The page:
At the 2015 C40 Cities Awards, held during the landmark COP21 climate negotiations in Paris, the City of Cape Town’s water management was recognised as the best climate adaptation project in the world among the competing cities


The programme includes raising public awareness and the promotion of water-use efficiency, the introduction of a ‘stepped’ water tariff designed to encourage water savings, free-of-charge plumbing repairs for low-income households, training of ‘community plumbers’, the promotion of alternative water sources, such as borehole water, and recycled water for irrigation, as well as a range of technical interventions to minimise water losses, such as improved asset management, pressure management schemes, pipe replacement programmes, leak detection and improved meter management.

Two years later, our dam levels are critically low and there is a very real chance that water will run out unless there are drastic interventions. This begs the question: how is it that we are now at such a high risk when the administration has done such highly lauded work to build water resilience?

The short answer is that the drought we are currently experiencing is probably the most serious in recorded history. Cities in South Africa have historically relied on captured rainfall in dams for water, mainly because it is more affordable and, therefore, allows easier access for the poor. In their planning meetings, these cities make allowances for drought based on the historical likelihood thereof.

However, it is becoming increasingly clear that this historical data is becoming less and less useful. Conventional wisdom says it is unwise for a city to try and build their way out of a drought (normally a discrete event) as the cost of new infrastructure could overburden the ratepayer, but how much can we buy into this thinking when we are being warned by many scientists of the possibility of radical changes in weather patterns? What if the rain the City of Cape Town has relied on previously is now a thing of the past?

In short, the time has come when we need to diversify our water supply and it is important that the planning for these projects is flexible enough to be responsive to the unpredictable climate. We need to have the capacity as individuals, communities, institutions, businesses and systems within a city to survive, adapt and grow, no matter what kind of acute stresses and shocks we experience.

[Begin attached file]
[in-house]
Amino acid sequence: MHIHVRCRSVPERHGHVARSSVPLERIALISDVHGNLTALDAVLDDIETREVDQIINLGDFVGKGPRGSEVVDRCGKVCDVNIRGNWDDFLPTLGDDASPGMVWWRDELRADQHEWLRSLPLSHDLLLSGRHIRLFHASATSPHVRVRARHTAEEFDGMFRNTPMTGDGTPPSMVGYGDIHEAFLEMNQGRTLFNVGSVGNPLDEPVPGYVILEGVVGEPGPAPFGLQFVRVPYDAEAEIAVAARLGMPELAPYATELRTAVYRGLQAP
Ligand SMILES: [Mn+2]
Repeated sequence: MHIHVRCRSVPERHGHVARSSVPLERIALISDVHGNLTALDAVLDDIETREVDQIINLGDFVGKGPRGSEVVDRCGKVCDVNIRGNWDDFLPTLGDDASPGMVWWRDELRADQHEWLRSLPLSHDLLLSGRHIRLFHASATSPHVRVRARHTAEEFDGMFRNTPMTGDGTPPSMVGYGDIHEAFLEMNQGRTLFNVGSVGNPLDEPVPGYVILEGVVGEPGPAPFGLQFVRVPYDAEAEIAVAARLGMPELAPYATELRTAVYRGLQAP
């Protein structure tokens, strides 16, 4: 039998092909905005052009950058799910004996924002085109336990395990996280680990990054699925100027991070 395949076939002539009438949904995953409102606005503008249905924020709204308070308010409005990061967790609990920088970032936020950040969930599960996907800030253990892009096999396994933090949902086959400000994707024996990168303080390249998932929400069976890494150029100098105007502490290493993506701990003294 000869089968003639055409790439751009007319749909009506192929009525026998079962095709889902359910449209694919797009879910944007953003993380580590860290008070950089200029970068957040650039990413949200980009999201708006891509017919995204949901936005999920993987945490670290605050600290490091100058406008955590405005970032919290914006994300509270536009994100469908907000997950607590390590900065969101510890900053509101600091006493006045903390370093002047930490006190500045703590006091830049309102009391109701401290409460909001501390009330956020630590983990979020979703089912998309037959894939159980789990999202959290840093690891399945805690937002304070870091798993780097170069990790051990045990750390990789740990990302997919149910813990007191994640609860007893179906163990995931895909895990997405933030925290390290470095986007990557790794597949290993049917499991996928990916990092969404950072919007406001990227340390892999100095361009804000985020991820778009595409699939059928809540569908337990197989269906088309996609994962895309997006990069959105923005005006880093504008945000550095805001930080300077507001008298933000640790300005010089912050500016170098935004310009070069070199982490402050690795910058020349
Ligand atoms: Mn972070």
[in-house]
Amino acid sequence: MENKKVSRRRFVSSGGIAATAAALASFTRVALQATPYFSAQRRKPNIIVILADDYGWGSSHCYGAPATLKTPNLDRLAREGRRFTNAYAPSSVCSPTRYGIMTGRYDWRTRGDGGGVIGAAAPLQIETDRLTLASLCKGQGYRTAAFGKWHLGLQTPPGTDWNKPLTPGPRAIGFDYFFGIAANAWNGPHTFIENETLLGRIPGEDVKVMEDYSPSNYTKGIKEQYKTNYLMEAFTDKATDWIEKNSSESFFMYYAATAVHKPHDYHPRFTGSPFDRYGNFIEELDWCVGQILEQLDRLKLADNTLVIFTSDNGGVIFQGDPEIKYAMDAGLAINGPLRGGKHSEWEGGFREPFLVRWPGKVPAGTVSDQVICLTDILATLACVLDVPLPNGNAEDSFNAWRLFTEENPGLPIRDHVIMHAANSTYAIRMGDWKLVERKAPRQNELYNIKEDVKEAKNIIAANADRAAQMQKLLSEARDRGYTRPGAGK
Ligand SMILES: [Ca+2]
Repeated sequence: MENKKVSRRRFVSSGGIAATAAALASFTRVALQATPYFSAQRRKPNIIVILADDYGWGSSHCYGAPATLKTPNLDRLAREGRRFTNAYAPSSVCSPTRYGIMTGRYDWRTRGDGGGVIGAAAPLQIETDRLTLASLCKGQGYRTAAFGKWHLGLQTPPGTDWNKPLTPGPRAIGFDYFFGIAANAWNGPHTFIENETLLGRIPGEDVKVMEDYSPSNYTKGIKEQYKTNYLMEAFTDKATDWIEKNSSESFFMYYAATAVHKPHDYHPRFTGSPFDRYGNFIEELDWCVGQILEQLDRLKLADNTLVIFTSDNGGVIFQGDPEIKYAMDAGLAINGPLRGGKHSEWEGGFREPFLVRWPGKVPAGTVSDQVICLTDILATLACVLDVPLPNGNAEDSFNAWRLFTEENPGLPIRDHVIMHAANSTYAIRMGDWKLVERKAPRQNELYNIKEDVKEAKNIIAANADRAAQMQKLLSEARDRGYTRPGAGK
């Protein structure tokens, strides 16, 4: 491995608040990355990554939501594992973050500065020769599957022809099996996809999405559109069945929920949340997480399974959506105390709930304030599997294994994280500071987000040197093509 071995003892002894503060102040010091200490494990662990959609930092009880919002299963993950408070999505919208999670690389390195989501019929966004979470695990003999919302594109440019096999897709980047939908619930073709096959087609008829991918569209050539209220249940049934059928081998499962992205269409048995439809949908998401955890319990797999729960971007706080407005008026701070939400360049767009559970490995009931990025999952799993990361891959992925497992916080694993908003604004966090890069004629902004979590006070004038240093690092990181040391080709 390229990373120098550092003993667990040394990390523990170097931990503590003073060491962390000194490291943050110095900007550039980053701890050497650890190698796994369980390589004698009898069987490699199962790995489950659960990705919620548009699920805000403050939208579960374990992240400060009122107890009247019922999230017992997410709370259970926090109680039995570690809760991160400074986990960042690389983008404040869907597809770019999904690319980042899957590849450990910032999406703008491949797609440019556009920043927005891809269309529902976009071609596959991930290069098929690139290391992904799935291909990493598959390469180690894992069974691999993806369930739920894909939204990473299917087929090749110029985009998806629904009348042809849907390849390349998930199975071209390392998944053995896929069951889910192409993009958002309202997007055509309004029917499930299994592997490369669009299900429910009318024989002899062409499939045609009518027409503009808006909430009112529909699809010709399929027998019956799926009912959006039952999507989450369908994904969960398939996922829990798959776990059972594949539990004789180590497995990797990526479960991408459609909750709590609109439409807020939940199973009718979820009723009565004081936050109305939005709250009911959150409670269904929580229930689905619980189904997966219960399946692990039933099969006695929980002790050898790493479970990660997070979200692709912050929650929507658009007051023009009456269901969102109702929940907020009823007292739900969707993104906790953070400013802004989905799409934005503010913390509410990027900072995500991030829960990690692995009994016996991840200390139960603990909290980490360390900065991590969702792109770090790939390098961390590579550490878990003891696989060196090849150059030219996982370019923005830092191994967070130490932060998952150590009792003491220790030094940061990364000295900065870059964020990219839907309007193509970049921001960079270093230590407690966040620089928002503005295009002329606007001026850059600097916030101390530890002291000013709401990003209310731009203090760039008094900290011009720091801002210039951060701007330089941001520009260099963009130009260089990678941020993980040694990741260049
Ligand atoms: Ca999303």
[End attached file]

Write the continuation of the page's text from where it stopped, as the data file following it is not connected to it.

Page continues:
In this regard, our Council supported the creation of a Water Resilience Task Team under the leadership of the Chief Resilience Officer, which has set about augmenting the city’s response to drought, ensuring that acute water shortages are avoided in future. This includes ensuring that revenue is available to implement plans; exploratory work (such as pilot projects) is undertaken as soon as possible, environmental approvals are in place in advance and augmentation schemes can be quickly scaled up if necessary.

The city called for input from the private sector. On 19 June 2017, the city posted a Request for Ideas/Information (RFI) to the market for proposed solutions that will enable the city to temporarily establish several small, intermediate and possibly even large plants to supply potable water. These plants could use techniques such as reverse osmosis, desalination or similar technology from sea water, other surface water sources, or treated run-off. The city is looking for solutions that can produce between 100 million litres and 500 million litres of potable water per day.

It is envisaged that the first plants would be available for production as early as the end of August 2017. The city will require these plants to be operational for at least six months, to be extended if necessary. Responses to this RFI, which closed on 10 July 2017, will help guide the city in determining the appropriate sourcing strategy in relation to future initiatives, as well as provide a good overview of the latest technological developments.

The Water Resilience Task Team is also leading various other efforts that will ultimately change the city’s relationship with water. This includes various measures to promote or incentivise household and business adaptation.

While this work is underway, however, we need to redouble our efforts to conserve the water we have available. In line with the current water restrictions, the city requires all water users to use less than 87 litres of water per person per day in total, irrespective of whether they are at home, work or elsewhere. We want to encourage friends, neighbours, families and colleagues to join efforts, hold each other accountable and help each other to stay motivated to save water.

If we can collectively maintain these efforts, not only will we again position Cape Town as an industry leader in terms of water conservation but our society will be an example of sustainable living that others can follow.

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